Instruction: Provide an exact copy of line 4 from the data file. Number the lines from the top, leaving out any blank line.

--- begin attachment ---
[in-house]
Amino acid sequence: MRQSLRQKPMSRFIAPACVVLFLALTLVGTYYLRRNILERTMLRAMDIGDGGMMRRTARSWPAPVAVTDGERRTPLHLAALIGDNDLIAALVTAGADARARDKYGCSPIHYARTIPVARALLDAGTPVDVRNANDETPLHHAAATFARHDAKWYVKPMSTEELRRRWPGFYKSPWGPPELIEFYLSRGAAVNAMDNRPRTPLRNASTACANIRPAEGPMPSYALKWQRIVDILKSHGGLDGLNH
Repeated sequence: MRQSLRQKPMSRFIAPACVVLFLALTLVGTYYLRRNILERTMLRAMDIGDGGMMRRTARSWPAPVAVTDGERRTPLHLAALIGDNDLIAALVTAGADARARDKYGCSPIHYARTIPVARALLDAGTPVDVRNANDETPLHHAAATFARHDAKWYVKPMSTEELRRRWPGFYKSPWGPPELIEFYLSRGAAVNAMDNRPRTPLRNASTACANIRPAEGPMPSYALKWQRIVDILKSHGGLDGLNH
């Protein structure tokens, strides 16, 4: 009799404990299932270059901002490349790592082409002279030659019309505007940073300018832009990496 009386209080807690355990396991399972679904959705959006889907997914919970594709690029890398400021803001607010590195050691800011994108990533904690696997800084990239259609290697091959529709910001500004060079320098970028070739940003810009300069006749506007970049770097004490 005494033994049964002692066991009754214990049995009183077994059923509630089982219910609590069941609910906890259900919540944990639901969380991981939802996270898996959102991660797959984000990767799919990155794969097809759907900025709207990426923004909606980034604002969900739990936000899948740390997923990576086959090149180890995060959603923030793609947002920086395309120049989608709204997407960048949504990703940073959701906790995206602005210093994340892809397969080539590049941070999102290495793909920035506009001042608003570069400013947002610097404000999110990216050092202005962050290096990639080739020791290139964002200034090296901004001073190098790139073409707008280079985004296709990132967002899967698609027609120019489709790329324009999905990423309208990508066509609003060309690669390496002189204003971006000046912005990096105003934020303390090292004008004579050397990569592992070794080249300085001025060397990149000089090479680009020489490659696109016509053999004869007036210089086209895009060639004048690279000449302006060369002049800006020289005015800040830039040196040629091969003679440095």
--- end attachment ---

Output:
């Protein structure tokens, strides 16, 4: 009799404990299932270059901002490349790592082409002279030659019309505007940073300018832009990496 009386209080807690355990396991399972679904959705959006889907997914919970594709690029890398400021803001607010590195050691800011994108990533904690696997800084990239259609290697091959529709910001500004060079320098970028070739940003810009300069006749506007970049770097004490 005494033994049964002692066991009754214990049995009183077994059923509630089982219910609590069941609910906890259900919540944990639901969380991981939802996270898996959102991660797959984000990767799919990155794969097809759907900025709207990426923004909606980034604002969900739990936000899948740390997923990576086959090149180890995060959603923030793609947002920086395309120049989608709204997407960048949504990703940073959701906790995206602005210093994340892809397969080539590049941070999102290495793909920035506009001042608003570069400013947002610097404000999110990216050092202005962050290096990639080739020791290139964002200034090296901004001073190098790139073409707008280079985004296709990132967002899967698609027609120019489709790329324009999905990423309208990508066509609003060309690669390496002189204003971006000046912005990096105003934020303390090292004008004579050397990569592992070794080249300085001025060397990149000089090479680009020489490659696109016509053999004869007036210089086209895009060639004048690279000449302006060369002049800006020289005015800040830039040196040629091969003679440095």